I bet that once we destroy the planet either with a nuclear war or climate change, it’s ants and ****roaches that will survive. Nothing I tried to control ants worked. The pest guy that comes to treat for termites applied some heavy duty chemical, Hydramethylnon, to target the species of ants I have. Didn’t work.

I used to grease the legs of the hive stand which works for a few months, but eventullay the ants will find a bridge.

I don’t worry about ants anymore. At least not the species I happen to have here. They seem to co exist with the bees without being too much of nuisance. I never saw ants on the comb or honey, and they are more likely to be inside the hive when I am feeding.

(wow.... I noticed the first four letters of ****roaches gets automatically bleeped :rolleyes:)
Nothing i have used has ever worked as well. But i see ants on the ipm board, in the feeder/vent shim....
 

·
Registered
Two 8-frame Langstroth hives
Joined
·
218 Posts
Yes I see ants there too occasionally. But never on brood or honey frames. Not once, and I inspect hives very often. I suspect that ants clean up some debris and pollen that falls off, so they may actually be ‘beneficial’.... though I definitely won’t be encouraging them ;)
When I feed I do so with syrup and they clean up any spills, even if I’m careful not to have any.
I guess they’d be a problem if you are feeding dry sugar.
Have you tried grease on the hive legs? When I maintained that it was probably the most successful strategy of all. I used machine grease that won’t dry out and it is best done on upside down cups between the legs and the hive so it won’t get covered with dust or sand and ants walk over it. Similar to this:

61455
 

·
Registered
Joined
·
61 Posts
Discussion Starter · #10 ·
Yes I see ants there too occasionally. But never on brood or honey frames. Not once, and I inspect hives very often. I suspect that ants clean up some debris and pollen that falls off, so they may actually be ‘beneficial’.... though I definitely won’t be encouraging them ;)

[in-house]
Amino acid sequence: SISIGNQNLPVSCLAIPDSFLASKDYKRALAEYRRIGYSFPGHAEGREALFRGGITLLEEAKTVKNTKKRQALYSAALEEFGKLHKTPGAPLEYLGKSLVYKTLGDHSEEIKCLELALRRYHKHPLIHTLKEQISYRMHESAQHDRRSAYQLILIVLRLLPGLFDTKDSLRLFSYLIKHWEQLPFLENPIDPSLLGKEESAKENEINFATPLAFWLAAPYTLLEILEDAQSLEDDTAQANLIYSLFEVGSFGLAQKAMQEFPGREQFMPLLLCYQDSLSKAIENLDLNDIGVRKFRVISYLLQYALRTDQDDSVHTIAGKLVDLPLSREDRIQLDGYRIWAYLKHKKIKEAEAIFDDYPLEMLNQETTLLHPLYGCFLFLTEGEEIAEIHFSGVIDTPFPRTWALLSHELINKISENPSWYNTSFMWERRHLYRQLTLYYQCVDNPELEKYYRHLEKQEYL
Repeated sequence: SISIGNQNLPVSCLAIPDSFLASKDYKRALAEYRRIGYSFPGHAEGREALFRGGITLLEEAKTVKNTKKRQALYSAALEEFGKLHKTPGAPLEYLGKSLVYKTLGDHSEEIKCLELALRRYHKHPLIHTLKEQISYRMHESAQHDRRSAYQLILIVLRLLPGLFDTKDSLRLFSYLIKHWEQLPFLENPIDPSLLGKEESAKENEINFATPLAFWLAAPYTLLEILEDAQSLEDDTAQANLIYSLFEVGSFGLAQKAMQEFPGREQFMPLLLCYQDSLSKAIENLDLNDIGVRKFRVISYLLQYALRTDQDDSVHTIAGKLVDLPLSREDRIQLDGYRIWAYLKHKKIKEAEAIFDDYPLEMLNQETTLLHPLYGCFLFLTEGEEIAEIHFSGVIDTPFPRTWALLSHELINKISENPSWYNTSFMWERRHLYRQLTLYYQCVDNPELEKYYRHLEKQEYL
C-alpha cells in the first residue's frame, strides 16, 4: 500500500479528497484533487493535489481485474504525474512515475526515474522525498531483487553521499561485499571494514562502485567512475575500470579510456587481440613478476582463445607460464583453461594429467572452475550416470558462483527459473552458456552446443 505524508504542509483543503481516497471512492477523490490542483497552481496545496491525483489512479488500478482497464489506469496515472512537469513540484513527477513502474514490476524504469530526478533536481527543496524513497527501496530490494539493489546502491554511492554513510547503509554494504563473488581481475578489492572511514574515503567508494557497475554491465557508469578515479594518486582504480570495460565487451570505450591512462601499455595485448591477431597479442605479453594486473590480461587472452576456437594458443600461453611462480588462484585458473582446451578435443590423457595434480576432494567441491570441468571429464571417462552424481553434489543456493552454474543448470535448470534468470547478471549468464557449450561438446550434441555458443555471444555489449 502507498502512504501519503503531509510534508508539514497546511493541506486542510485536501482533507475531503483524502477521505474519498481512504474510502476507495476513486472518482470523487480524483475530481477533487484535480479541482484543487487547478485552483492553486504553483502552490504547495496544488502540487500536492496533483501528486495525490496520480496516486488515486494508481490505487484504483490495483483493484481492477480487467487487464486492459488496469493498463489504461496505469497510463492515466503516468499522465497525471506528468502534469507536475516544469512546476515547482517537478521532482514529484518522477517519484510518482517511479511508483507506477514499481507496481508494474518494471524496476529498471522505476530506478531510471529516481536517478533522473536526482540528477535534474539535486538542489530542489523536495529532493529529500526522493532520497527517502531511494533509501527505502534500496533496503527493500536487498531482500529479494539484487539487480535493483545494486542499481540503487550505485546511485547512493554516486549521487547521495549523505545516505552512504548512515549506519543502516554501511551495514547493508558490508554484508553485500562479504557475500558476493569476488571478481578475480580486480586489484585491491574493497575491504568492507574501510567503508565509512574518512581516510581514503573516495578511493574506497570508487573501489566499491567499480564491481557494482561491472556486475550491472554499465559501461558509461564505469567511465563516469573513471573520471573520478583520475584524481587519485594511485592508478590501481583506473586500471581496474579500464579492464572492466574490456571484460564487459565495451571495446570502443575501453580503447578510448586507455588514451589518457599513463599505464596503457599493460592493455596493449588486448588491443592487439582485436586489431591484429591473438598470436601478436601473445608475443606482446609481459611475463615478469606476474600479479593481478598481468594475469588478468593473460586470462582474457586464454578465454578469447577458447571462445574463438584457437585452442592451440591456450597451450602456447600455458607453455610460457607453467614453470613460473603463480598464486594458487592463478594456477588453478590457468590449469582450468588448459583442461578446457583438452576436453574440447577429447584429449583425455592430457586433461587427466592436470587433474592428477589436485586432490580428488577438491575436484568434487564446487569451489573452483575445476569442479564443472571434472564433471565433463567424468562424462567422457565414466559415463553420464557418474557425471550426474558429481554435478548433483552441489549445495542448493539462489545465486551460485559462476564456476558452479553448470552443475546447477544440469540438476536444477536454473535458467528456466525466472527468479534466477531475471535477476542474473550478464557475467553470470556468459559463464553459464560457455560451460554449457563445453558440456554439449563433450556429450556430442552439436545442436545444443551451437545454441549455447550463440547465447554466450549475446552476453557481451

When I feed I do so with syrup and they clean up any spills, even if I’m careful not to have any.
I guess they’d be a problem if you are feeding dry sugar.
Have you tried grease on the hive legs? When I maintained that it was probably the most successful strategy of all. I used machine grease that won’t dry out and it is best done on upside down cups between the legs and the hive so it won’t get covered with dust or sand and ants walk over it. Similar to this:

View attachment 61455
My apiary is setup differently. I use warm way bases But you have given me an idea to try this springtime!!!
61456

oldish picture.
 

·
Registered
Joined
·
29 Posts
Just a thought. Maybe ants are a non-issue for a strong hive, but if it is weak or failing it could be another matter?
 

·
Registered
Joined
·
2 Posts
Just a thought. Maybe ants are a non-issue for a strong hive, but if it is weak or failing it could be another matter?
Where I'm at in central AL, I have to use the grease cups. If I don't, I'd never be able to make splits or nurse a weaker hive back to health.
 

·
Registered
Joined
·
534 Posts
Amdro works great at taking out ant colonies. Terro liquid ant baits are great for taking out ant colonies raiding food sources. Even with great results from these I get the more than occasional ant nest on top of the inner cover. Cheap non-chlorinated brake cleaner spray is an excellent product to take out ant nests on the inner covers and where they burrow into the wood. Non-chlorinate brake cleaner evaporates VERY quickly and leave NO residue. Of course some care and common sense must be applied when using it so as not to get it on the bees.
 

·
Registered
Joined
·
9 Posts
i see ants. I see ants occupying the area in and around my hives in the apiary.

Is it a risk to place these ant traps near the hives?

I am concerned that the bees and ants might feed each other if that happens. I know that can happen with SHB.

Any ideas?
 

·
Registered
Joined
·
9 Posts
Determine if the ants are a problem or not before you try to get rid of them.
I usually only kill ants if they are causing problems (or if they are fire ants).